The case study is mainly geared towards MBA and Master in International Management students. It can work in courses like Information Systems and IT & Innovation but also in Marketing and Strategy to show specific cases having to do with the world of apps, games and mobile devices. It can also be useful for students who are taking electives that have to do with digital marketing, mobile, digital business models, digital products or something similar as well as professionals in information systems and technology, marketing and digital communication programs.Academic Area:Strategy | Entrepreneurship | Information Systems & Technologies
The Story of a Hospital Giant. The End of a Family L … GE1-140-I
Family businesses arrive to a tipping point if they grow for long enough, and the Spanish health giant "Grupo Quiron" is no exception. This case focuses on the dilemma Maria Cordon, the founder's daughter, is going through after receiving investment from the CVC fund, when the company is nearing its IPO. Maria must decide whether to execute the purchase option for a minority stake, or if its time to move on and focus on other projects.Academic Area:Entrepreneurship
After substantial growth in the past 3 years of business, the leadership team of Glownet realized they had to sit down and carefully decide their next strategic steps. Technology now enables, even in the field of event organization, scalable, faster and sustainable growth.
For this decision they were considering several aspects of the business, including the platform, the possibility of out of the box solutions, whether they’d only expand to markets where they could physically provide support (up until now, this was a central part of their service) and finally other verticals/markets that they could explore.Academic Area:Information Systems & Technologies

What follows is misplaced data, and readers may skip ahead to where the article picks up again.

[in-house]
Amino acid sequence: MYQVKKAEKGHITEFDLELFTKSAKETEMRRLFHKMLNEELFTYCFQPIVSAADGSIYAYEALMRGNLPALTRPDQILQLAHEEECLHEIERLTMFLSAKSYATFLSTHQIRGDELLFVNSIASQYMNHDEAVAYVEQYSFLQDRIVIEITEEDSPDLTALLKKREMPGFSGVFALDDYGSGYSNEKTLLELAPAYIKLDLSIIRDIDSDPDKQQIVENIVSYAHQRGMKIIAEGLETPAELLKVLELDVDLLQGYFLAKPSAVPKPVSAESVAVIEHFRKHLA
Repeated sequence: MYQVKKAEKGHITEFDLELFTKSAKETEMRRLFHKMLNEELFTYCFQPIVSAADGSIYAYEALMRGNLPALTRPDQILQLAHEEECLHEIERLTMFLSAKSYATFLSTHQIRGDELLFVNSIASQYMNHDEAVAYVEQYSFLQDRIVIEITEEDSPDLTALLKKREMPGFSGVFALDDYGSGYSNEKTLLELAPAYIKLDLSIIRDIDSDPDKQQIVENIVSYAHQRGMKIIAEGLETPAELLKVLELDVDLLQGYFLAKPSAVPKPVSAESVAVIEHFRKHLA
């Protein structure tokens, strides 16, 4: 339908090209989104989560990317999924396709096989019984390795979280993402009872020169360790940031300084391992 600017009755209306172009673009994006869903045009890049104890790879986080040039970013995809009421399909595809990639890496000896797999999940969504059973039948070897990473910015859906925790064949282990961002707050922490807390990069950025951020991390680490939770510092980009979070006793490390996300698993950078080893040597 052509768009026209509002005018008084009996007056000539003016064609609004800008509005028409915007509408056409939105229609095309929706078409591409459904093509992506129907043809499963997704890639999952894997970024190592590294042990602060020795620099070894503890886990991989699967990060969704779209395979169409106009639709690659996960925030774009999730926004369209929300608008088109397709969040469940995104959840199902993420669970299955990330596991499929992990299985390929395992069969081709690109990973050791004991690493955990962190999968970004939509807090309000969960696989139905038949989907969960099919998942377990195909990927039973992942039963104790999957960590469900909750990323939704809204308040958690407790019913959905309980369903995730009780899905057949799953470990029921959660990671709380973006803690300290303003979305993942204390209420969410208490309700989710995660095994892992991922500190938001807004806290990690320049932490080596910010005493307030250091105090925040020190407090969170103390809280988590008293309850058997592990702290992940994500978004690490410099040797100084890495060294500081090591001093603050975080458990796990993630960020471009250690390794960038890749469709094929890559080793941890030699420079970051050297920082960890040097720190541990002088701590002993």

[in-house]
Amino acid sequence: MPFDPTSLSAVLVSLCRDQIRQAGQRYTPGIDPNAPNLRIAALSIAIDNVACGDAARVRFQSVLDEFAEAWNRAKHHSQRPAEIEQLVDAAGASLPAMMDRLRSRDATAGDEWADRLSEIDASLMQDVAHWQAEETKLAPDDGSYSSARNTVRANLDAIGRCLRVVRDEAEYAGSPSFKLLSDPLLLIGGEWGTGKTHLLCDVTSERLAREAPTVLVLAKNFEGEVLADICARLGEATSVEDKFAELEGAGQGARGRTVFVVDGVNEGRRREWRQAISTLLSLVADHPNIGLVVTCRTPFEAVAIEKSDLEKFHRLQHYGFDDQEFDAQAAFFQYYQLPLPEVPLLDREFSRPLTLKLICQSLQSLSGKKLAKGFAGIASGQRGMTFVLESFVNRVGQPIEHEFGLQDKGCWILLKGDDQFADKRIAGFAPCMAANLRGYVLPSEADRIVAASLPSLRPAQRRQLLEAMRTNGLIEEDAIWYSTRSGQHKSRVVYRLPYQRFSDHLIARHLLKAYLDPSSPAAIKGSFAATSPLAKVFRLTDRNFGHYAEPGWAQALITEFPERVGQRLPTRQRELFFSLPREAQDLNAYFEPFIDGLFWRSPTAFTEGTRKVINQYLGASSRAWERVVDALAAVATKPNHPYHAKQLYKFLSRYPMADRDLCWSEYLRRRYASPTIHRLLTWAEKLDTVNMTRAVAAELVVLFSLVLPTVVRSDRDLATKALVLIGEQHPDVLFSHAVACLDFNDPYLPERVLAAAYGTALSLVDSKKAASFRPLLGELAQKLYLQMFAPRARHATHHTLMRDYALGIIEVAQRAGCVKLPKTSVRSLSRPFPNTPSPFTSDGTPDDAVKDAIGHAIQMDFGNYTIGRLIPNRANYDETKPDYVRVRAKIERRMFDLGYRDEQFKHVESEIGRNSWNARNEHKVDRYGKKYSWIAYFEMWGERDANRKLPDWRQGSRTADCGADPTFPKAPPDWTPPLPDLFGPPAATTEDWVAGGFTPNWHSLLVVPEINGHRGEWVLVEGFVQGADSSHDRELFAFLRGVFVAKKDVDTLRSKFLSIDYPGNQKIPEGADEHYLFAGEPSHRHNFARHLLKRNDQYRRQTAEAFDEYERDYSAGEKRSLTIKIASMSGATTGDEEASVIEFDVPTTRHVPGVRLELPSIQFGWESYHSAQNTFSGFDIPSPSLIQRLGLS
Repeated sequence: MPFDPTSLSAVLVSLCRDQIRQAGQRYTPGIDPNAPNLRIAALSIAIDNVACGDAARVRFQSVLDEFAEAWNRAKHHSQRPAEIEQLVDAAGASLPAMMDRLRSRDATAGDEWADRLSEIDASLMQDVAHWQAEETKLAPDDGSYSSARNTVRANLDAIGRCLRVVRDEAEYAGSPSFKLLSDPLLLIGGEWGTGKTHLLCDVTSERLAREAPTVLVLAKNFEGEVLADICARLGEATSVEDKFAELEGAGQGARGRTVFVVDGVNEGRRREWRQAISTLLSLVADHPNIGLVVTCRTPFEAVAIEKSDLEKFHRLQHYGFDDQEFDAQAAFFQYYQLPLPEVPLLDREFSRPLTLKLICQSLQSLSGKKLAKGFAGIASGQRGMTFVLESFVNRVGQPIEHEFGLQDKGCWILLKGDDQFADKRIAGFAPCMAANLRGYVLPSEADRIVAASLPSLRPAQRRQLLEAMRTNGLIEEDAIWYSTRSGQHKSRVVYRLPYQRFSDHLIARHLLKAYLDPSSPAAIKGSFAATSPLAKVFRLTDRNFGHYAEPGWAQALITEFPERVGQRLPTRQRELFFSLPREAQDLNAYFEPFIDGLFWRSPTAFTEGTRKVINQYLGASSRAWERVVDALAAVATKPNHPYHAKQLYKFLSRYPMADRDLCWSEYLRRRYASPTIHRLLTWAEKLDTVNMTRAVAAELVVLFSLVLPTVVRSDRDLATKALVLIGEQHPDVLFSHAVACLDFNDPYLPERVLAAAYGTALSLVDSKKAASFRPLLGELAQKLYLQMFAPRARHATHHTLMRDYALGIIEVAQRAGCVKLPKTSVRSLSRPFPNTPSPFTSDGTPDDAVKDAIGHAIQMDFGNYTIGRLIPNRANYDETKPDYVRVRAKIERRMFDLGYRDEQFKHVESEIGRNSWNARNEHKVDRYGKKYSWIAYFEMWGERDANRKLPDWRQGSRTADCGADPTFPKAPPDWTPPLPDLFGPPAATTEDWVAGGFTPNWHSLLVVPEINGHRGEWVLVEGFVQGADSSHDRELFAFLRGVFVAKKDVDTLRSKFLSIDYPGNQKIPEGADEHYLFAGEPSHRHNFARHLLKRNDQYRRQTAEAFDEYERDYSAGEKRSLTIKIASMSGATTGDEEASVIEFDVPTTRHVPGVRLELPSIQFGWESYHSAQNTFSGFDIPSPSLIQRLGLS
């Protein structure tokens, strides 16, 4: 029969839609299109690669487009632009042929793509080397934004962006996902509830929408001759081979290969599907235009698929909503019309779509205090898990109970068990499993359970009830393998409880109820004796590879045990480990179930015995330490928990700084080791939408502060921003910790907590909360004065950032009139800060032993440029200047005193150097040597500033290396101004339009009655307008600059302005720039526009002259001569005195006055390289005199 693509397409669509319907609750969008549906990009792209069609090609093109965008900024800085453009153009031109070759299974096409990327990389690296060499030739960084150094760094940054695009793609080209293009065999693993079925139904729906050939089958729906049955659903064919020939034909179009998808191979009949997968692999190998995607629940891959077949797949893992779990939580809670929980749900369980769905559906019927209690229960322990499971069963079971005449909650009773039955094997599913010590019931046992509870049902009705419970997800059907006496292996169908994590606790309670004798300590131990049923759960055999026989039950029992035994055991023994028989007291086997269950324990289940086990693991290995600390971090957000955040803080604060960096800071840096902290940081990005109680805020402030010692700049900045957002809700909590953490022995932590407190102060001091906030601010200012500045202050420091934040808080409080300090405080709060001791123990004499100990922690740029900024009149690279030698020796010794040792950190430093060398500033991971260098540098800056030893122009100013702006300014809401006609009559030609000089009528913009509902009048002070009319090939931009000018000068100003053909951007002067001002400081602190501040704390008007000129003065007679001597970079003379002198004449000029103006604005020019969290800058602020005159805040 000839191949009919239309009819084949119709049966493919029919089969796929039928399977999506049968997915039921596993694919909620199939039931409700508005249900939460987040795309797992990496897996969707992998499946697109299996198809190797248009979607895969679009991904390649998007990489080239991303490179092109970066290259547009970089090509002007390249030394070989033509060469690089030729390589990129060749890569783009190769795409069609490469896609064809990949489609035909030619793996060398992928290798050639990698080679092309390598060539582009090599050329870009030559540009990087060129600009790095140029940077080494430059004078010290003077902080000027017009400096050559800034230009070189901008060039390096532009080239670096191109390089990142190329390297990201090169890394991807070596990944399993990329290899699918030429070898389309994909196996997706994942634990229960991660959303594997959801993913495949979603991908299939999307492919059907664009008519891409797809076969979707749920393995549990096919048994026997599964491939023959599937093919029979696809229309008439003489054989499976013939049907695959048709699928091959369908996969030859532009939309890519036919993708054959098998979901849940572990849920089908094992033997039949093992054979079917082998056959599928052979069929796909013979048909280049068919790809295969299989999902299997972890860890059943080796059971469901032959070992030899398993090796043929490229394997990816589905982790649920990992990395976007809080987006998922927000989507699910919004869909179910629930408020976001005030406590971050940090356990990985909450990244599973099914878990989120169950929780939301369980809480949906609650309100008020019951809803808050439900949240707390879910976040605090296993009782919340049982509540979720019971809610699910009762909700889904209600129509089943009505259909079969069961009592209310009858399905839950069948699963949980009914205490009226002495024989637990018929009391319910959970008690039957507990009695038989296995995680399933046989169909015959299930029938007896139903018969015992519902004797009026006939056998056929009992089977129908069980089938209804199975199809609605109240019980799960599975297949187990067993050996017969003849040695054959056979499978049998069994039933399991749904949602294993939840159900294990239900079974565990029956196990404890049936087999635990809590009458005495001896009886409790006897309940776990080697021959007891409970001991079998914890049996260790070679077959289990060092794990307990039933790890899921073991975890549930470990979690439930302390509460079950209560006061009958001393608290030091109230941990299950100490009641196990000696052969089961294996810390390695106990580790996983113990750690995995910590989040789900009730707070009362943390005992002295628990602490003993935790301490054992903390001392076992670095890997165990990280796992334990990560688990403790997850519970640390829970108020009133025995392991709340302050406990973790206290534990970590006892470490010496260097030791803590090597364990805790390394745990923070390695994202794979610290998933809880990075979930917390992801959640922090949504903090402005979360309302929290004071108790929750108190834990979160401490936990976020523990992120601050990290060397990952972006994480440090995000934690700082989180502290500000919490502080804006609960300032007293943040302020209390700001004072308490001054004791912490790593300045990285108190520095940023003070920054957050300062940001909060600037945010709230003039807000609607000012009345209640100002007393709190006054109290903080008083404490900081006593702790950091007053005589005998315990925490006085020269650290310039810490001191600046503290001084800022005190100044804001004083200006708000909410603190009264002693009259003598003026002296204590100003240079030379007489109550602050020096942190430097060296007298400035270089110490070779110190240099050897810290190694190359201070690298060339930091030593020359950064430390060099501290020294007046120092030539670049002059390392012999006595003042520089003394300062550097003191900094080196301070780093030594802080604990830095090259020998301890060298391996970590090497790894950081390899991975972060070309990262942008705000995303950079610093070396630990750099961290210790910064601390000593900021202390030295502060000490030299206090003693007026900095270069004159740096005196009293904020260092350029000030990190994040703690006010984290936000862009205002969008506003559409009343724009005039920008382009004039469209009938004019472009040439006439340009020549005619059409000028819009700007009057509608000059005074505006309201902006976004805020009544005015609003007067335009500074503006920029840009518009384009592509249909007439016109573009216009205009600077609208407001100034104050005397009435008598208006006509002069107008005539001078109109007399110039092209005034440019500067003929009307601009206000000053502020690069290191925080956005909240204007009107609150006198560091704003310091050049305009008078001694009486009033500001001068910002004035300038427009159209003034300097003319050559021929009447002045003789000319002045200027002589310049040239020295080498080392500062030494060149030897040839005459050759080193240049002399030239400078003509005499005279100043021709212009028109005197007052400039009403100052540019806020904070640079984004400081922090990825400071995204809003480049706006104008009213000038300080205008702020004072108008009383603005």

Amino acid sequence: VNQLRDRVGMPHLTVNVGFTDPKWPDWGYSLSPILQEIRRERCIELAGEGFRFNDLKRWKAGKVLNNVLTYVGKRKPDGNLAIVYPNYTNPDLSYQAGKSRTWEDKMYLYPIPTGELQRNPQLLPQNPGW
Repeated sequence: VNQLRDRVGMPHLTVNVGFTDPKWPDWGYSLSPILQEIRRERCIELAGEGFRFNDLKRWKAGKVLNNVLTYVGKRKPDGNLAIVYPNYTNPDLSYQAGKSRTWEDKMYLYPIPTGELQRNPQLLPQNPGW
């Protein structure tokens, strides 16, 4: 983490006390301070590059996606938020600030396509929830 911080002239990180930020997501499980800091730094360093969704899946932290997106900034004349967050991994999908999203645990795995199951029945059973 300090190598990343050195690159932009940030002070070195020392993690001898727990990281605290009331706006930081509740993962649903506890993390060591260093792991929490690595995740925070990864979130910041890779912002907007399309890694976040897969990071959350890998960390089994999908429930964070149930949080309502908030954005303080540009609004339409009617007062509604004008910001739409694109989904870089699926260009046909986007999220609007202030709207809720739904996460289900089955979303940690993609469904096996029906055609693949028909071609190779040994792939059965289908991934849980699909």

Iberian Lifts, S.A. DO1-155-I
Iberian Lifts is a manufacturer of elevators, which is experiencing a serious financial crisis. The shareholders—the founder’s sons—are selling their shares for a nominal €1 to their main supplier Nomo Electronics. The new owner of the company, Alberto Nogales, has appointed Lucas Alemany as managing director of Iberian Lifts. Up until this time, Alemany has been director of operations at Nomo Electronics.
The morning after signing the share purchase agreement, Nogales is visiting the plant. During his tour of the factory, an incident involving two workers occurs which leads to their dismissal without any warning. The manager of that section is also fired for not carrying out orders.
In the afternoon, Nogales leaves the factory to return to Nomo Electronics’ offices, situated in another city. Alemany remains as the top executive and is unsure about what will happen the following day with the union representatives regarding the dismissal of three colleagues. He is not sure if Nogales’s actions will increase the social tension in the factory even more, or, on the contrary, if it will facilitate the management of the changes to be made.
This case is very well suited as a first approach to the case method for students, especially given its short and concise format.Academic Area:Operations & Supply Chain Management
I Laugh You: Lebanon Entrepreneurial Emergence in th … GE1-135-I
I Laugh You is an emerging venture in a politically unstable economy. The venture started informally in 2011 and obtained juridical personality in 2012. Founded by Sabine Jizi, a young 23 years old girl who transformed her hobby into a venture, the company took off in a very fast and successful way.
Very soon, however, Sabine would face the challenge of being a business founder. Is the business sustainable? Did the venture develop as it should? What could have been done better in these first years? Will Sabine be able to correct the venture's course?Academic Area:Entrepreneurship
Rosa Vañó and Castillo de Canena CO1-259-I-M